Tuesday, 3 February 2015

Best Free Audio Editing Software for the Voice Artist Recording Audiobooks

Free sound editor software can be found to suit the needs of any audiobook narrator wishing to master the sound recording of the talking book. But which free sound editing software is best for recording a single voice?

A Cheap Home Recording Studio for Talking Books

Audacity, WavePad, Cubase, Protools
and Ableton Live Sound Editors
There is an array of fantastic sound editing software for the audiobook narrator wishing to master the recording of a vocal. Some boast many features such as special effects, musical instrument digital interface (MIDI) for processing data of many different signals at once. You can even change the color code and appearance of the dashboard from where you are working.

Examples of such software include Audacity, ProTools, WavePad, Adobe Audition, AVS Audio Editor, SoundForge, Ableton Live Lite and Steinberg’s Cubase.

Free Sound Editing Upload

This all sounds well and good, but when choosing the best recording software for vocal narration, there are a few things to bear in mind:

The sole demand of the software is to process the sound of a voice. Unless you belong to a band or want to create special sound effects for a movie clip, the additional features are likely to be unused. Furthermore, the sound files of an audiobook are often required to be in mono, not stereo. This means a single track of recording will be the only requirement for upload onto a talking book platform. When it comes to audio software, I prefer the simple ones that are easy to use and are also free. In this regard, Audacity is highly recommended.
  
When it comes to mastering audio, all the voice artist needs are:

A cut and paste facility that enables the deleting of outtakes, increasing pauses and shifting the pace of the narration where required.

Equalizing Sound Engineering

A good equalizer tool that enables the manipulation of frequencies between 10Hz to 20,000Hz (20 KHz). And even at this wide range, the ear can barely perceive the extremes. The lower frequencies represent the base; the higher frequencies represent the trebles. Manipulating these frequencies can add punch and clarity to the voice. But it can also spoil the recording if you don’t know what you are doing. Equalization is a fine art and needs experimentation.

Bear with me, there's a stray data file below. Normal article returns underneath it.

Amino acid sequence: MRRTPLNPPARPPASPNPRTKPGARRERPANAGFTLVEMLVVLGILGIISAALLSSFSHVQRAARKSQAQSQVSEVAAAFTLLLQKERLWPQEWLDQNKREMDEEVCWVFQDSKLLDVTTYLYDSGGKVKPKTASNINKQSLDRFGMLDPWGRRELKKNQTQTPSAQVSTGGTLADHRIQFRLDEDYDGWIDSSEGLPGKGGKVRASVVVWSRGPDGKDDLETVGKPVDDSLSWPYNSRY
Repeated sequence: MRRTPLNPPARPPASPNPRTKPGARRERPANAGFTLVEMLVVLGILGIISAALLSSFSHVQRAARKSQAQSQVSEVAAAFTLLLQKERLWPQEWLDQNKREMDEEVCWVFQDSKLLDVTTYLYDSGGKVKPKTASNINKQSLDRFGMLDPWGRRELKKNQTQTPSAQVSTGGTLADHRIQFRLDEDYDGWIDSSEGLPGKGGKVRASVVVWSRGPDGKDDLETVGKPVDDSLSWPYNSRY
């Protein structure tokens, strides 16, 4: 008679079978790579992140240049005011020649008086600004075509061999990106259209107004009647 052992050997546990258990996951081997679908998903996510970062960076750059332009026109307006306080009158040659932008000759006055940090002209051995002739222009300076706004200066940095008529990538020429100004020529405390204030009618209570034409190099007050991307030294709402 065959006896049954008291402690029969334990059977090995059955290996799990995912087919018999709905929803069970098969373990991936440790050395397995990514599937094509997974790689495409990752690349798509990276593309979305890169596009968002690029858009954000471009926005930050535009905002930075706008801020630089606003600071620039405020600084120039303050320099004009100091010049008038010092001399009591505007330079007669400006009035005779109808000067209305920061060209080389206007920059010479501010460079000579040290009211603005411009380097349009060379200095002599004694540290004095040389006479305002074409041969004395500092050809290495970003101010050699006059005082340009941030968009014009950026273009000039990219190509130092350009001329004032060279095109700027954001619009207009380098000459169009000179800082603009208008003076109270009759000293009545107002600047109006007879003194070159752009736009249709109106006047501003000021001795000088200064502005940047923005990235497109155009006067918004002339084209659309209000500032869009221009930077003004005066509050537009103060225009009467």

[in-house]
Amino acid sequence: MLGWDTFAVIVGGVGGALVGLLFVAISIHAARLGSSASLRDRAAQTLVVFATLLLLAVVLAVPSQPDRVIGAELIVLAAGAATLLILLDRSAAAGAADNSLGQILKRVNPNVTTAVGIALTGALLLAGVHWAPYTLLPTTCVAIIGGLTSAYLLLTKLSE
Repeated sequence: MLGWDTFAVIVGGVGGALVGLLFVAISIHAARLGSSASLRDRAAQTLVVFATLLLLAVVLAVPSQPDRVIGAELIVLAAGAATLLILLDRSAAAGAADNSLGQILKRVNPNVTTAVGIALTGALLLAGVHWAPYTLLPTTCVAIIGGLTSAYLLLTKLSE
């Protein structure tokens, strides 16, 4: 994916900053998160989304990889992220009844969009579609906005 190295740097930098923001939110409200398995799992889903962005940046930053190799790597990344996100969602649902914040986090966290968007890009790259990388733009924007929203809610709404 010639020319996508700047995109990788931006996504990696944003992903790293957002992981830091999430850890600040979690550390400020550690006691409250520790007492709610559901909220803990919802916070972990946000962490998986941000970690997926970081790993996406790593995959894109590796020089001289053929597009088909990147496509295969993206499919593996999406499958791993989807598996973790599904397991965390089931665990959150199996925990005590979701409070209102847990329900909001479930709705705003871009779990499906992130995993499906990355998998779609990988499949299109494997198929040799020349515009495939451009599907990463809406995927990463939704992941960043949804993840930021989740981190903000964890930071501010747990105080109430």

Compression of Sound and Hard Limiting

Hard Limiting a Wav in Vocal Recording
You will also need a sound compressor and hard limiter. The human voice is dynamic in that it will alter dramatically in volume, creating high peaks and low plateaus on the sound wave. This can cause inconvenience for the listener who has to keep turning up and down the volume. The sound compressor will even out the sound wave, creating a more consistent wave profile. A hard limiter is a severe form of sound compression in that it simply cuts the volume to the chosen parameter. The result is a sound wave that looks like a comb. Don’t overdo the compression, as this will cause a horrible distorted sound to the voice.

Useful Features of Sound Editing Software

Dynamic Wave Profile of a Vocal Before Compression
Other features will come in useful such as:
Normalization: this will amplify the soundwave as much as possible whilst retaining its proportions without clipping.
Amplification: This will amplify the soundwave but also permit clipping.
Noise Removal: This will identify the sound profile of the ‘room tone’ which is the silent aspects of the recording. Any slight hiss or hum can be removed. However, a room with a very low noise floor, i.e. a very silent room will make the noise removal function more effective.
Sound Analysis: This enables the sound engineer to examine the sound profile of any recording and make adjustments.

After taking a look at the sound editing software, have found all have these basic functions but are presented differently. Some also have extra features, such as additional MIDI tools, voice changer, text to speech, sound mixing and more. Will the narrator really need all these extra tools?

This brings me to the next issue: the sound files that are supported.

MP3 Editor for Audio Books

Not all audio software will save the WAV file in MP3, the required sound format for upload onto audio book retailers. In some cases, the customer may have to pay a license fee to use it due to software patents. However, Lame Source Code is free and can be used with Audacity to create MP3 files for talking books. But note: not any MPEG files will do, but MP3 192KKB in mono. This cannot be achieved from some sound editors, not even Itunes itself (it halves the KBBS of a mono recording degrading the quality).

Sound Editing Software for Talking Books

In conclusion, the voiceover narrator is spoilt for choice when it comes to audiobook software to master a vocal recording. Some offer lots of features and may take some getting used to. Others are free and simple to use. Bear in mind the demands of the sound software. A sole voice is all that is being mastered, not a complex recording project or a ten-piece band. This means that most of the features will remain unused. I use Audacity and Lame.

Finally, even the best recording software cannot make up for poor recording, which might be littered with plosives, background noise or the metallic sound of a cheap mic. A good large diaphragm condenser mic, audio interface and a soundproofroom will bring the home recording up to a professional standard more than the software alone.

Tips on Home Recording your Audiobook

No comments:

Post a Comment